Implications of Justice Trower’s GLO ruling
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Justice Trower refused the Group Litigation Order application and very sadly denied the request to require Link to inform potential claimants of their opportunity to claim.
Justice Trower says it is not the court’s job to “encourage potential claimants to litigate”. So, it is up to you to make your decision. ShareSoc’s role is to highlight the issues for you to consider.
In para 53 onwards he explains the issue:
“The controversy relates to whether[,if a GLO is ordered,] Link should be required to include an update about the making of any GLO in its next communication to shareholders in the Fund…..the likelihood is that those investors who wish to sue have already instructed solicitors, and if they have not done so, the reason is likely to be that they do not wish to participate.”
ShareSoc believes that Justice Trower is conflating publicity about the Woodford scandal and publicity about routes to redress, including the costs, risks, chances of winning and alternative options.
Justice Trower says it is not the court’s job to encourage potential claimants to litigate, but ShareSoc believes that the court should have a responsibility to the victims to ensure that they are directly informed of the choices available to them.
For the past three years we have had confusion, complexity and various different options for bringing claims. The recent intervention by the FCA proposing a potential fine of up to £50 million and a redress scheme of up to £306 million (now apparently reduced to a combined £257 million) has made things even more complicated for investors weighing up their options. These may be the reasons why up to 90% of victims have yet to claim.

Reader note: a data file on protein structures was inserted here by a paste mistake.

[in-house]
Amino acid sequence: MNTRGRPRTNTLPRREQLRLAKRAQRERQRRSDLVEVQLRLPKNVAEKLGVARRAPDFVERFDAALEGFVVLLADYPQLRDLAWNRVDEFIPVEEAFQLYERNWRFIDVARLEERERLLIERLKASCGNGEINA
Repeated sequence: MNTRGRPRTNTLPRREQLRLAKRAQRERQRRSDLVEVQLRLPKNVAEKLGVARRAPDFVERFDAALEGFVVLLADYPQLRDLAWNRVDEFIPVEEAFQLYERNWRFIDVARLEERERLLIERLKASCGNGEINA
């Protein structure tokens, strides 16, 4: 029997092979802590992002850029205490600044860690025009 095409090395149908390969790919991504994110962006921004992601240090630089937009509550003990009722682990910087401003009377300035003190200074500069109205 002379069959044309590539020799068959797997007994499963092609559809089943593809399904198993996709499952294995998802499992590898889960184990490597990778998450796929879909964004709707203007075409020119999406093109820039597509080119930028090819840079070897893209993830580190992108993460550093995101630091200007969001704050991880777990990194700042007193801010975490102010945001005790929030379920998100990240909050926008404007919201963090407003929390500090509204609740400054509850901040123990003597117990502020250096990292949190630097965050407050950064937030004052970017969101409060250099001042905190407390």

ShareSoc is also increasingly concerned that time may be running out for WEIF victims. Claims or complaints are subject to statutory time limits, to Financial Ombudsman Service time restrictions, and to the internal decision processes of the relevant law firms.
It is therefore important that any WEIF investor looking to lodge a funded claim in the court should make a decision about what they will do sooner rather than later. We also suggest that, at a minimum, they should register their interest with the relevant firm or make an enquiry about the options available. This initial step does not create a legal contract if you do not formally instruct the firm and agree to their terms and conditions. It may however mean that you get updates about potential time constraints relating to that firm’s claim.
See https://caselaw.nationalarchives.gov.uk/ewhc/ch/2022/3344/data.pdf for the full judgement.
This News item is written by Cliff Weight, ShareSoc director responsible for the Woodford Campaign.
DISCLOSURE: The author does not hold any position in WEIF.
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